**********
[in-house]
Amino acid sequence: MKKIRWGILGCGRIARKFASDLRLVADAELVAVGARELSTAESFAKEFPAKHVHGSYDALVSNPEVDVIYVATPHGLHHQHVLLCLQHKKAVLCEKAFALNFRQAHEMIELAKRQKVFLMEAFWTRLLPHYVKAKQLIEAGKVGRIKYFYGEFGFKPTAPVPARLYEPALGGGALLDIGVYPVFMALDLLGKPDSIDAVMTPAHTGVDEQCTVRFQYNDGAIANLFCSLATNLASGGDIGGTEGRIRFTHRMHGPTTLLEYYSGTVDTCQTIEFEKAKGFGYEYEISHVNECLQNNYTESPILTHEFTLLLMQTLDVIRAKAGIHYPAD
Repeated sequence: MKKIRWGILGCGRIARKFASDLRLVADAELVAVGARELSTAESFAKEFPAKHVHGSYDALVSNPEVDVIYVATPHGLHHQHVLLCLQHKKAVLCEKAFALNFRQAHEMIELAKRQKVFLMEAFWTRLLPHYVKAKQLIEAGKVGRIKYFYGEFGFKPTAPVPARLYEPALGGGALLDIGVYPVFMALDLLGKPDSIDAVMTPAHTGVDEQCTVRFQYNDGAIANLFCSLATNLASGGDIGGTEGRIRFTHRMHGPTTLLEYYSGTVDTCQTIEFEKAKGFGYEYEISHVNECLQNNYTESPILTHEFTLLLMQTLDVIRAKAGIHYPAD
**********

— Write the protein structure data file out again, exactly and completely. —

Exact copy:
[in-house]
Amino acid sequence: MKKIRWGILGCGRIARKFASDLRLVADAELVAVGARELSTAESFAKEFPAKHVHGSYDALVSNPEVDVIYVATPHGLHHQHVLLCLQHKKAVLCEKAFALNFRQAHEMIELAKRQKVFLMEAFWTRLLPHYVKAKQLIEAGKVGRIKYFYGEFGFKPTAPVPARLYEPALGGGALLDIGVYPVFMALDLLGKPDSIDAVMTPAHTGVDEQCTVRFQYNDGAIANLFCSLATNLASGGDIGGTEGRIRFTHRMHGPTTLLEYYSGTVDTCQTIEFEKAKGFGYEYEISHVNECLQNNYTESPILTHEFTLLLMQTLDVIRAKAGIHYPAD
Repeated sequence: MKKIRWGILGCGRIARKFASDLRLVADAELVAVGARELSTAESFAKEFPAKHVHGSYDALVSNPEVDVIYVATPHGLHHQHVLLCLQHKKAVLCEKAFALNFRQAHEMIELAKRQKVFLMEAFWTRLLPHYVKAKQLIEAGKVGRIKYFYGEFGFKPTAPVPARLYEPALGGGALLDIGVYPVFMALDLLGKPDSIDAVMTPAHTGVDEQCTVRFQYNDGAIANLFCSLATNLASGGDIGGTEGRIRFTHRMHGPTTLLEYYSGTVDTCQTIEFEKAKGFGYEYEISHVNECLQNNYTESPILTHEFTLLLMQTLDVIRAKAGIHYPAD